Ultrasonography of the Gastrointestinal Tract
College of Veterinary Medicine, Washington State University, Pullman, WA, USA
Ultrasonography can be applied to a significant amount of the gastrointestinal tract from the caudal pharynx and esophagus in the neck to the liver, stomach, and large and small intestines within the abdominal cavity. Depending on location and depth required to image the specific structure of interest, probes of multiple frequencies may be utilized. Superficial structures, such as the esophagus, and highest detail of intestinal surfaces may be best imaged using higher-frequency (7.5 MHz or greater) probes. Evaluation of the abdominal cavity as it pertains to the gastrointestinal tract includes evaluation of the liver, stomach, small intestine, and large intestine. The author performs the transabdominal ultrasound examination progressing in a cranial-to-caudal fashion on each side. The exam starts cranially at the third intercostal space, just caudal to the elbow, and progresses in a caudal fashion while scanning dorsal to ventral in each intercostal space from the diaphragm margin ventrad.
Cranially on the left side, the liver is visible adjacent to the spleen. Moving caudally, the stomach is visualized adjacent to the spleen. The stomach is evaluated for contents and size. The normal stomach in the adult horse usually extends over four to five intercostal spaces. Normal small intestine has minimal visible structure. It may be visible with variable motility just ventromedial to the spleen on the left side. The colon is visible ventromedial to the spleen on the left side. On the right side, the large colon is visible in the cranial abdomen. Progressing caudally, the liver is visible ventral to the margin of the lung fields over most of the mid-abdomen. Horses in their mid teens and older may have atrophy of the liver and it may not be readily visualized with ultrasound. The duodenum is visible ventromedial to the liver from the twelfth intercostal space to just ventral to the right kidney. The right dorsal colon is ventromedial. Ventral–medial to the duodenum is the right dorsal colon. The cecum will be visible in the right paralumbar fossa and extends ventrally along the costal arch and can be distinguished by its lateral vasculature.
On occasion, transrectal ultrasonographic examination may be useful in further characterizing abdominal masses, rectal masses, or intestinal surfaces.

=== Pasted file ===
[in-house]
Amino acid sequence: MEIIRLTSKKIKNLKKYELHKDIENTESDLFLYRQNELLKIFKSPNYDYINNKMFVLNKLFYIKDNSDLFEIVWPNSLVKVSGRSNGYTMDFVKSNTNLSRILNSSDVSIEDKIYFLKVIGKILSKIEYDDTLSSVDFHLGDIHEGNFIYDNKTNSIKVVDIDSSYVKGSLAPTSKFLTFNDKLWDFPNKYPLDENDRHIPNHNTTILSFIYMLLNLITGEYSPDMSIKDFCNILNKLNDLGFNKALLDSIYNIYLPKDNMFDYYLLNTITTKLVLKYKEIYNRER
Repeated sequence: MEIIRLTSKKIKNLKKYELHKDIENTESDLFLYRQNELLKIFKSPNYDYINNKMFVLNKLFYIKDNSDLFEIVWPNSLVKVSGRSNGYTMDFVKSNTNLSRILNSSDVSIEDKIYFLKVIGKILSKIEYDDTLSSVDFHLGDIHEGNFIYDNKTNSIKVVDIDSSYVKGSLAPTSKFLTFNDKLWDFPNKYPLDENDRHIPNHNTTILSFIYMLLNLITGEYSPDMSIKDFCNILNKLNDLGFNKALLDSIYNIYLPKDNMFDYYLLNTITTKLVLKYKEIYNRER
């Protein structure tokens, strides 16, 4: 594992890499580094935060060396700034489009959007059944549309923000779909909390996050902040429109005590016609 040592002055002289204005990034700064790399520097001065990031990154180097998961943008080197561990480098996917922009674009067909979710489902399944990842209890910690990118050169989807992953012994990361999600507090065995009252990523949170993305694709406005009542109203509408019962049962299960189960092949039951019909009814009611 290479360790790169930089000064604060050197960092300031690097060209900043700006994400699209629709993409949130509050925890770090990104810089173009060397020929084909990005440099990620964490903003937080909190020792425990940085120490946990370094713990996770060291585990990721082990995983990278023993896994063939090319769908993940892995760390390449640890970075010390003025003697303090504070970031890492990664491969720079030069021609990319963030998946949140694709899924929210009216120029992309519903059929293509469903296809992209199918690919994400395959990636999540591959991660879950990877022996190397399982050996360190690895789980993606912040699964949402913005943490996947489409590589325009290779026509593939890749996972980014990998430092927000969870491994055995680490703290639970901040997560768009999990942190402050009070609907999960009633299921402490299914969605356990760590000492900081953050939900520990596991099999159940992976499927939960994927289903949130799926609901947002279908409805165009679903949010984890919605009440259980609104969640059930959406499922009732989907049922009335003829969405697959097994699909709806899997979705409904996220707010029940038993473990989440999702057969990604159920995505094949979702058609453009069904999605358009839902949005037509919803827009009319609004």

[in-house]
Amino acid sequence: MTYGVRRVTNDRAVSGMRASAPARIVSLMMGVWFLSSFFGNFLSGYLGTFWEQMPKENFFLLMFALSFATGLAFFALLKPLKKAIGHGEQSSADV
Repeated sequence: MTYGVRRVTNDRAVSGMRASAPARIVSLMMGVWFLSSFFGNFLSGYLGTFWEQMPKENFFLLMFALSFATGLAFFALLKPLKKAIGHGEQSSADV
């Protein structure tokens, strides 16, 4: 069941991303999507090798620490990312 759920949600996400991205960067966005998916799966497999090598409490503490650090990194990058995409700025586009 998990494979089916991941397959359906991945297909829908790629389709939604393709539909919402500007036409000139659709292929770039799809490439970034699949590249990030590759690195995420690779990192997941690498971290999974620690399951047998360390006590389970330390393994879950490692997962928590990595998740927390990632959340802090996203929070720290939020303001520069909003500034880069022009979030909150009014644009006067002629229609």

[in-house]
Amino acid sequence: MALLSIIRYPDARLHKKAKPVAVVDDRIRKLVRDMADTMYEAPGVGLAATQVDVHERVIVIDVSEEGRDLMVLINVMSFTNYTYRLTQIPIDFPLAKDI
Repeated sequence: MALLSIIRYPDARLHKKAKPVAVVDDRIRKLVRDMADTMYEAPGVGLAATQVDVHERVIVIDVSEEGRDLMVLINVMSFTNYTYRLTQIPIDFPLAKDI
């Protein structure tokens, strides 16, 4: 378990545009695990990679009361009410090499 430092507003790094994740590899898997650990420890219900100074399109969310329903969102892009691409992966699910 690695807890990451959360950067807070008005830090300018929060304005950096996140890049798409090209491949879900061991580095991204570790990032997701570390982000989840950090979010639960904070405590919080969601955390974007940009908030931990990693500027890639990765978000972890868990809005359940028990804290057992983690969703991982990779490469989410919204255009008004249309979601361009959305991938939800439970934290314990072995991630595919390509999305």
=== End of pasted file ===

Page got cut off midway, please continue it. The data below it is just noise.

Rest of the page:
The gastrointestinal anatomy within the abdominal cavity can be dynamic, especially in colic, where abnormal intestinal motility can be involved. Because of this, the author emphasizes the importance of serial sonographic evaluation over time to determine if anatomic changes have occurred, such as position of the colon or amount of gastric or small intestinal distension.
The esophagus (Figure 24.1) can be imaged from just caudal to the pharynx in the upper neck on the left side along most of its course to the distal neck. It is located just dorsal to the trachea and ventral to the jugular vein and carotid artery. The muscularis appears hypoechoic, whereas the lumen appears echogenic.
The normal stomach (Figures 24.2, 24.3) is imaged adjacent to the spleen on the left side of the abdomen.
Gastric impaction should be considered in animals with a prolonged clinical history of inappetence, mild colic signs, and sonographic evidence of solid gastric luminal content visible over more than five intercostal spaces. Gastric distention (Figures 24.4, 24.5, 24.6) from solid ingesta, fluid, or gas is a concern when the stomach extends beyond approximately five rib spaces.
The duodenum (Figures 24.7, 24.8) can be imaged along its course on the right side. It is first seen cranially as it appears between the left liver lobe and the right dorsal colon, and then progresses caudad to a point ventral to the right kidney.
Duodenal distension (Figure 24.9) can occur with distal small intestinal obstruction, postoperative ileus, or duodenal stricture and obstruction, as well as varying degrees of thickening and distension with enteritis or proximal enteritis syndrome.
Duodenitis (Figure 24.10) and duodenal stricture (Figure 24.11) can produce gastric outflow obstruction in foals. The thickened segment of duodenum can often be imaged along its course on the right side of the abdomen. Ultrasound can be useful in making the initial diagnosis, as well as monitoring medical therapy and aid in evaluation of postoperative patients that had gastrojejunostomy to relieve the gastric outflow obstruction.
Normal jejunum (Figure 24.12) usually has a nondescript appearance on ultrasound. It is usually visible just ventral and medial to the spleen in the caudal left abdomen around the level of the costal arch.
Small intestinal distension (Figures 24.13, 24.14, 24.15, 24.16, 24.17, 24.18, 24.19, 24.20, 24.21, 24.22, 24.23) can indicate strangulating or non-strangulating obstruction, enteritis, or altered motility such as occurs with postoperative ileus. Clinical history, severity of clinical signs, and occasionally other diagnostic aids, such as abdominocentesis, are required to differentiate between these types of lesions prior to confirmation by exploratory surgery.